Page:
Thursday, August 18, 2016

HIVisions - Saving the world is risky business: Self-care for HIV/AIDS advocates

By Jan Gabriel Castañeda

The HIV crisis has gone on for four decades, and for four decades the world has struggled against it. Doctors, scientists, educators, policy makers, writers, artists -- people of all walks and all colors have, in their own ways, sought to make sense of this crisis and its relationship with society. From citizens to states, from medicine to prayer, from cures to cries for reform, people’s visions of how to respond to the crisis are as diverse as the people who bear its scars. The goal of this series is to give you a glimpse of these visions: the roles people of different passions and disciplines have played in this crisis that, as of March 2016 as recorded by the Department of Health’s Epidemiology Bureau, is infecting 25 Filipinos daily.

To call compassion a dangerous temptation is a little odd, but it is something every advocate understands well. It’s the temptation to give without restraint, moved by the moral compulsion to serve a higher purpose and the natural high that comes with generosity. To give, after all, is the noblest of human works – and gratitude, the noblest of all intoxicating substances. And while advocacy is preferable to drug use (isn’t it?), the risks that come with sacrificing yourself for social change can be just as daunting.

In the counseling setting, we find that each case brings their own challenges, each new therapeutic relationship coming with their own world to explore. For clients who have taken it upon themselves to save the world, their experience as advocates evokes a mix of feelings that at once fascinates and terrifies. The ambiguity that so necessarily plagues advocacy work – the tension between hope and hopelessness – raises dilemmas that escapes most of us who live unplugged from the realities of social injustice. And these ambiguities quite often escape the advocates themselves, who may end up ignoring or setting aside these fascinating and terrifying feelings in favor of what they perceive as a larger problem. After all, what are the troubles of one heart compared to the troubles of the whole world?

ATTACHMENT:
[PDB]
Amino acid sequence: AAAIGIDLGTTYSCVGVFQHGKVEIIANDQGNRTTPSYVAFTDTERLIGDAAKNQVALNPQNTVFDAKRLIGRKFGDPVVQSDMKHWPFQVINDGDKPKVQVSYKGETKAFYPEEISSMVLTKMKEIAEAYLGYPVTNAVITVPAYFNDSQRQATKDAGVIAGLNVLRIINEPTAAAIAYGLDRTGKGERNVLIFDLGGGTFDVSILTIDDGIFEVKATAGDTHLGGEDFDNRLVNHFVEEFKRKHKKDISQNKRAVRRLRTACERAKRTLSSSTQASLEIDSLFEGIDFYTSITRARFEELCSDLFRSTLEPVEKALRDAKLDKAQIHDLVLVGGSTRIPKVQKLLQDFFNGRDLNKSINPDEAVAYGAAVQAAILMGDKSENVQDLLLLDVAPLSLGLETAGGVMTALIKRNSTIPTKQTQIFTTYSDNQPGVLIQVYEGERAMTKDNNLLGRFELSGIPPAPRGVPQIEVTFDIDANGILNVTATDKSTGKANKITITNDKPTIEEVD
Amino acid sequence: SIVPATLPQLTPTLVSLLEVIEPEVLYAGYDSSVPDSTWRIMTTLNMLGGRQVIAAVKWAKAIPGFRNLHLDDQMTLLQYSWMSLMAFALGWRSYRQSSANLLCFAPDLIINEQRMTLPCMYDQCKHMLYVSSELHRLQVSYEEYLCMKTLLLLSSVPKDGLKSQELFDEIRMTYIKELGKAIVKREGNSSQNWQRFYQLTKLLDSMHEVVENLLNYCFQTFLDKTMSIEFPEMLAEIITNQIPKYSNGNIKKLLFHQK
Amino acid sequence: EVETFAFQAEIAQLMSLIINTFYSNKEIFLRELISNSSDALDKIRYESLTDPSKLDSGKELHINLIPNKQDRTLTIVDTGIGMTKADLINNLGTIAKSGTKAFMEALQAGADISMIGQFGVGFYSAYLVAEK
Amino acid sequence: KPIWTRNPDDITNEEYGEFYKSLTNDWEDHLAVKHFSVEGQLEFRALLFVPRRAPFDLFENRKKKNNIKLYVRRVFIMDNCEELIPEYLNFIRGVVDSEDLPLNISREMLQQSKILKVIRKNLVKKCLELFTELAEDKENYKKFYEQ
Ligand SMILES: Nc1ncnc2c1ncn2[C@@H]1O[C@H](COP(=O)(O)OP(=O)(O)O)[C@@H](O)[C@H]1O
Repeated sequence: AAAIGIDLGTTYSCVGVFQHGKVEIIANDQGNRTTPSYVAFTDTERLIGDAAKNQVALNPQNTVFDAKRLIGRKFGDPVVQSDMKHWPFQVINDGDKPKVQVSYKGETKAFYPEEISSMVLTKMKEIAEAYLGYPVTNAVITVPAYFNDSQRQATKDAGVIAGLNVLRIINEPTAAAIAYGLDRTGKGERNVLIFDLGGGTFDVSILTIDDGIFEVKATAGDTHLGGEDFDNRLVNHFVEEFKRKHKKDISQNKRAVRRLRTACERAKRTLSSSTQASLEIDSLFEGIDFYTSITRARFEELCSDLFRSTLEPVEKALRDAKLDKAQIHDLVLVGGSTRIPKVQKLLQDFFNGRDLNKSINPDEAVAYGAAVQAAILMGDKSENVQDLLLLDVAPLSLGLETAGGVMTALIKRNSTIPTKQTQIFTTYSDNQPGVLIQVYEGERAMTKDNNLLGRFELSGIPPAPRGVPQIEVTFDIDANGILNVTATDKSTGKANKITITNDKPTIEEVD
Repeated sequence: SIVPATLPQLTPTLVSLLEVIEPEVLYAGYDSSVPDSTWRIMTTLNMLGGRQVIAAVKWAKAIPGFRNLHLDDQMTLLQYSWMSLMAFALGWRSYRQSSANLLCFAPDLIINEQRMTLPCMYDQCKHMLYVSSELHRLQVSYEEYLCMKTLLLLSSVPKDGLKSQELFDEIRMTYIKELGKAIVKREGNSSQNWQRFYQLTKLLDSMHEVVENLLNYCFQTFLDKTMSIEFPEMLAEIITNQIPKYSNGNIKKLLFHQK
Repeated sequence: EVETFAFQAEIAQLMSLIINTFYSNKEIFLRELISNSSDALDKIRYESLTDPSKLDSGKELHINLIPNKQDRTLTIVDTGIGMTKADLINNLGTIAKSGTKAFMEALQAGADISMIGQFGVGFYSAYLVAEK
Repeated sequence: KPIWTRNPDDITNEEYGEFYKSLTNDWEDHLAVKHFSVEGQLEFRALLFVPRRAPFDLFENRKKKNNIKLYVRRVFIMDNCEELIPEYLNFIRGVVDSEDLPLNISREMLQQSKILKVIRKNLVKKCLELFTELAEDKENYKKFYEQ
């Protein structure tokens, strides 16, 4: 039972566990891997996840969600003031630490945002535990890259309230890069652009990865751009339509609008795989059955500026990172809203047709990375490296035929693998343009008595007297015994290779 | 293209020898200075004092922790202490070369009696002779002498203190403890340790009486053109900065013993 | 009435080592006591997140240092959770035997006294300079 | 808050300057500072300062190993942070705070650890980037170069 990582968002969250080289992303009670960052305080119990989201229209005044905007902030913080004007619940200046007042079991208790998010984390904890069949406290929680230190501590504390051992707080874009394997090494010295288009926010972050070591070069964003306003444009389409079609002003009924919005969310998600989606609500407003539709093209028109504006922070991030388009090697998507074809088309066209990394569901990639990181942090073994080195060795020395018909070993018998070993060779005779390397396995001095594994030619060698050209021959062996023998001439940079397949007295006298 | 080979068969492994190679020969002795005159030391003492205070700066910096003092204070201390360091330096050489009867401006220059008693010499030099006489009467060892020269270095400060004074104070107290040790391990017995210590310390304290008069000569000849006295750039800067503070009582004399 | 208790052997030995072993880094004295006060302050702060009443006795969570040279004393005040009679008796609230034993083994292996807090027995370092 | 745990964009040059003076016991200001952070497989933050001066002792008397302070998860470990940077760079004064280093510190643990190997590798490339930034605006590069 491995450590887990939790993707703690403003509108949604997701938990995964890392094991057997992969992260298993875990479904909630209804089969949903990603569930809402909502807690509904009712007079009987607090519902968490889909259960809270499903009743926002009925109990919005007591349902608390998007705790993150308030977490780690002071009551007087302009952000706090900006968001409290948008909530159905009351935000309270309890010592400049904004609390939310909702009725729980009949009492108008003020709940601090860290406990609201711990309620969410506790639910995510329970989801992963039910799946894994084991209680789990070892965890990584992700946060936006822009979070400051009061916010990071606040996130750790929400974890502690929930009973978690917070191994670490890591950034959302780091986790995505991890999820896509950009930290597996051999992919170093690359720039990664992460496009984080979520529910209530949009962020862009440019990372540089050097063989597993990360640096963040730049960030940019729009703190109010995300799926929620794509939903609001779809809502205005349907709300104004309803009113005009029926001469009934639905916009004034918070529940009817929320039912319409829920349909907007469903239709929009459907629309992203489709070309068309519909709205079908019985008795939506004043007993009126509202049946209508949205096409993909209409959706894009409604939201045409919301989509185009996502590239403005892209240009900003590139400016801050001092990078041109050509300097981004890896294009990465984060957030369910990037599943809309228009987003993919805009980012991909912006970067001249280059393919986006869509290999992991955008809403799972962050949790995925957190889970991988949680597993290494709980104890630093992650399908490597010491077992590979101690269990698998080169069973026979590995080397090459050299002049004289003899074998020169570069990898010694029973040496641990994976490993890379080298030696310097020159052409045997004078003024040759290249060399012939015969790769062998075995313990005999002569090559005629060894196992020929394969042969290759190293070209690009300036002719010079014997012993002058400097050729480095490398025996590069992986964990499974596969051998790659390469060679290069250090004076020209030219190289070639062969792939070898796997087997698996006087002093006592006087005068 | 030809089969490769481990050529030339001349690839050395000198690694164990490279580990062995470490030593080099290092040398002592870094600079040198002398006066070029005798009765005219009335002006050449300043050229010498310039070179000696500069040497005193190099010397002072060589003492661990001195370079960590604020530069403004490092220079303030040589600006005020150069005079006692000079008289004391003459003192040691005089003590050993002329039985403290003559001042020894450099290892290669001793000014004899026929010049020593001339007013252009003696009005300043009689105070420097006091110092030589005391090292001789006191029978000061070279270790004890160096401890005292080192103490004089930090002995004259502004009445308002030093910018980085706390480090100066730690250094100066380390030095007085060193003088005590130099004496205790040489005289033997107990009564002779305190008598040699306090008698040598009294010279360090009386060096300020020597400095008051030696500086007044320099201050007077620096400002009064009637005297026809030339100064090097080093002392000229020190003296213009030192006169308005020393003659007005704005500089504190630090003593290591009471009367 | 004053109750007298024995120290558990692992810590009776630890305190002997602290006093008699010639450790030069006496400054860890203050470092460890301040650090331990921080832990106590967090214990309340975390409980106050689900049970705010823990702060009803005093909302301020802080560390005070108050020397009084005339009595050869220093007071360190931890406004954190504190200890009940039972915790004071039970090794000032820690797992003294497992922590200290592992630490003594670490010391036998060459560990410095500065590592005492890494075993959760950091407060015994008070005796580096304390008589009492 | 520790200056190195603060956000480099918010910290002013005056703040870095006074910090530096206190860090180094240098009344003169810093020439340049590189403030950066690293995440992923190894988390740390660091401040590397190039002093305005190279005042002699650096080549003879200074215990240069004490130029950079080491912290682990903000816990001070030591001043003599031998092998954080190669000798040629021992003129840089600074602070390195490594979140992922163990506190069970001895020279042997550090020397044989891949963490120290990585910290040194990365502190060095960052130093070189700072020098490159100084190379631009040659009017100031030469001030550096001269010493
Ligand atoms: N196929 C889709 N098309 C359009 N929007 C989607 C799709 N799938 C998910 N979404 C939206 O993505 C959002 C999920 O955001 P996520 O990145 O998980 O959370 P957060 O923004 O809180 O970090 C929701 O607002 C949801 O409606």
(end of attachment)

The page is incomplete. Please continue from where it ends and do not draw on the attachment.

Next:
But as any counselor who has worked with advocates knows, it’s exactly that thinking where the troubles start. They may come to the counseling room expecting us to help bounce around ideas or offer political solutions to social injustice, but like as we might, counseling is not a meeting on strategic policy. To psychologist Rod Penalosa, the objective of the counseling relationship is to shift the focus back to them: the advocate. Because while they’re off saving the world out there, their own worlds often go unexplored.

Self-care as an issue of social justice

Rod Penalosa